Following Turia Gardens, you will find no less than 17 bridges, both old and new, crossing the former riverbed.
Some of the more historical bridges include San Jose Bridge, Serranos Bridge (opposite the city gates), Royal Bridge and Aragon Bridge. Some of the highlights among the newer structures are the 9th of October Bridge and Exhibition (Peineta) Bridge.
Some of the more popular bridges are:
Bridge of the Arts (Puente de Las Artes)
Located opposite the Museum of Modern Art (IVAM) and next to Exhibition Bridge and the Pont of Regne, this bridge represents modernity as it sits among its older stone contemporaries.
Exhibition Bridge (Puente De La Exposición)
Designed by Santiago Calatrava, this bridge is popularly known as "la Peineta" (an ornamental comb) for its unique shape. It represents one of Valencia’s many elements of contemporary architecture.
Bridge of Flowers (Puente de Las Flores)
Found next to Exhibition Bridge, this bridge was built in 2002, and is adorned by flowers, which are updated several times a year.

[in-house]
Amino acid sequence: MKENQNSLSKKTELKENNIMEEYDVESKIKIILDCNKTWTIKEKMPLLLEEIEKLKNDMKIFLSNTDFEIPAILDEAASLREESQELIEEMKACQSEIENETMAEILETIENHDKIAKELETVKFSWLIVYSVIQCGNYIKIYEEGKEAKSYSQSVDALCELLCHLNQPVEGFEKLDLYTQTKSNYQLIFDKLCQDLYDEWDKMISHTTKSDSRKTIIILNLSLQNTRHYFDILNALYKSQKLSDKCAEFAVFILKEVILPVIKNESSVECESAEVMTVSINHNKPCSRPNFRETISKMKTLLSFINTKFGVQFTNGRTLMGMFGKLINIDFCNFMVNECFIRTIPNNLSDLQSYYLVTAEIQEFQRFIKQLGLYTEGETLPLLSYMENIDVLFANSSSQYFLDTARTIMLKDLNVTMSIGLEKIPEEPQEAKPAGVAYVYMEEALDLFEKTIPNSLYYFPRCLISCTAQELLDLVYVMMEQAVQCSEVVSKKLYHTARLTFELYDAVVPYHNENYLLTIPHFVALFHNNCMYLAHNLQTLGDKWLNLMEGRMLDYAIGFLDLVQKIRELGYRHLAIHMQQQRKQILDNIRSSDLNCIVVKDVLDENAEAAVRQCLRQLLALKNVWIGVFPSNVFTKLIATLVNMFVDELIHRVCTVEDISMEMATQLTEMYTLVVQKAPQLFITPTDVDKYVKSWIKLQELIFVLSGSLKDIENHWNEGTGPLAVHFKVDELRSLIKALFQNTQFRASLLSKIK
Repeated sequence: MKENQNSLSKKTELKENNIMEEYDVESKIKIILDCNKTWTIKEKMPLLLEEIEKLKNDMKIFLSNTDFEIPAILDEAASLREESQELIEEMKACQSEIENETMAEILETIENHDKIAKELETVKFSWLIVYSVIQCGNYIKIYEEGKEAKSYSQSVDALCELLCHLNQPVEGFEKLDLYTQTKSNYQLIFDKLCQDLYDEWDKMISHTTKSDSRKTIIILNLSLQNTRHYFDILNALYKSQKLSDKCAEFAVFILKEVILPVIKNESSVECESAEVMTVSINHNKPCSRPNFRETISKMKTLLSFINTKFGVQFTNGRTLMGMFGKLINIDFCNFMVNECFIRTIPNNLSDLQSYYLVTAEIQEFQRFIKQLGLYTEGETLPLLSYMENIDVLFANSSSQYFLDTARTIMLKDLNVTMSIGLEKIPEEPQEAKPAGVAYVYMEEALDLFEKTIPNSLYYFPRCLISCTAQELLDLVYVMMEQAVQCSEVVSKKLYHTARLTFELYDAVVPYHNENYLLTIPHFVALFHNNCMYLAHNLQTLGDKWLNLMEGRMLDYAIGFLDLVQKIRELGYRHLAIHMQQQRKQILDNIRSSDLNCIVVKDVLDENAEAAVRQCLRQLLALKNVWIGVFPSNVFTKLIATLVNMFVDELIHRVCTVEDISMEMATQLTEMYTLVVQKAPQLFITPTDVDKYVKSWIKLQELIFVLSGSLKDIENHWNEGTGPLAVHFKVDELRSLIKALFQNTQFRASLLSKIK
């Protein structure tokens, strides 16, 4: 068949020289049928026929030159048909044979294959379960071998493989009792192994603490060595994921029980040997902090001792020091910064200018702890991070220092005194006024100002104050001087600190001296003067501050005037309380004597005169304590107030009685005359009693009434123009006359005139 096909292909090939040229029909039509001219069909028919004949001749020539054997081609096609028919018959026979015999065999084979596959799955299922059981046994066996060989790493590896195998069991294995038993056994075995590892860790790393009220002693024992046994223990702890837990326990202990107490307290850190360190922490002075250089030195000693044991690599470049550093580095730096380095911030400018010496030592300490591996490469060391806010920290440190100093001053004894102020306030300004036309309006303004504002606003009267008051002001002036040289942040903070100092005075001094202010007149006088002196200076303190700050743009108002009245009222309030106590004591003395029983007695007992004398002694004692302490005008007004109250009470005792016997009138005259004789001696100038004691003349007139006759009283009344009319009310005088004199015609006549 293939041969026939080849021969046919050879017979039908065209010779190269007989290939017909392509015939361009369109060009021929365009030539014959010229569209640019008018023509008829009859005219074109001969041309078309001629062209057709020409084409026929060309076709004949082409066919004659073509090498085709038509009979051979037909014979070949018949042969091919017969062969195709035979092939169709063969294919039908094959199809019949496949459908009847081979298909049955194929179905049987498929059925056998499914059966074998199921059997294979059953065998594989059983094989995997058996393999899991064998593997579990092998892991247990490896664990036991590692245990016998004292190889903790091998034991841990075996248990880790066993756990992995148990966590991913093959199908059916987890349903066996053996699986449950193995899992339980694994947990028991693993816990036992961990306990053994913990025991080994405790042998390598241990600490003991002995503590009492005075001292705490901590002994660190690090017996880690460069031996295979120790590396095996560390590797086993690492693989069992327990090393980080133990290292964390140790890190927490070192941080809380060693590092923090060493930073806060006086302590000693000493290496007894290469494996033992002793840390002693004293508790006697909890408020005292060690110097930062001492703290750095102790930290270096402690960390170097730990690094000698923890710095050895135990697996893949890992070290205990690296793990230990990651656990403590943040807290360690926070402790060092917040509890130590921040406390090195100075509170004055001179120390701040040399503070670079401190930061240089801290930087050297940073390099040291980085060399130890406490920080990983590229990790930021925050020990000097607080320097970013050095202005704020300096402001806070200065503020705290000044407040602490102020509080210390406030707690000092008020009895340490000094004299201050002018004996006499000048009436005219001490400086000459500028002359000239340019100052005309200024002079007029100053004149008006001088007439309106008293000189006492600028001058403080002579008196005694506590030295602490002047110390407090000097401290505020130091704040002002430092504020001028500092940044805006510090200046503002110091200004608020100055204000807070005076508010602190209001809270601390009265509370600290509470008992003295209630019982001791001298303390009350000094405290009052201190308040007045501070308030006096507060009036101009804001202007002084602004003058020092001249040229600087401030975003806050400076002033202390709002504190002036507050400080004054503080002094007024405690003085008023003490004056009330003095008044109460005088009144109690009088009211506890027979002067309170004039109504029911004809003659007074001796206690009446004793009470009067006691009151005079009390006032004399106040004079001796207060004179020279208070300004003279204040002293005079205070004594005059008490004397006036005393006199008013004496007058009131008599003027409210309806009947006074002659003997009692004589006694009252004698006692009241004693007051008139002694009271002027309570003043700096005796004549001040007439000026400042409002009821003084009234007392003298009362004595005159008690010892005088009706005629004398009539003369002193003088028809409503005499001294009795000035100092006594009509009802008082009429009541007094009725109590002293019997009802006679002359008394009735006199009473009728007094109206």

San Jose Bridge (Puente de San Jose)
Located between the Arts and Serranos bridges, first records of this bridge date back to 1486. Consisting of 13 arches, it once displayed two valuable Ponzanelli sculptures on its cutwaters, which have now been replaced.
Trinity Bridge (Puente de la Trinidad)
Opposite the Museum of Fine Arts, this is the oldest of the city bridges. This Gothic style bridge consisting of 10 pointed arches was built around the XIV century on the ruins of another, and was again rebuilt after flooding in 1517. The statues seen on the bridge today are of Saint Luis Beltran and Saint Santo Tomas de Villanueva, by the famous Italian sculpture Ponzanelli, which were originally on the San Jose Bridge.
The Sea Bridge (Puente del Mar)
Found between Exhibition and Aragon Bridges, The Sea Bridge was built in 1591 after flooding destroyed the original wooden bridge. Located along the river’s centuries old route linking the city with the port (hence its name), the bridge comprises 10 arches spanning more than 50 feet (15 metres) and is adorned with images of the Virgin and Saint Pascual.
After more than three centuries, the bridge was closed to traffic in 1933 and became a pedestrian bridge with a magnificent access staircase built by architect Javier Goerlich.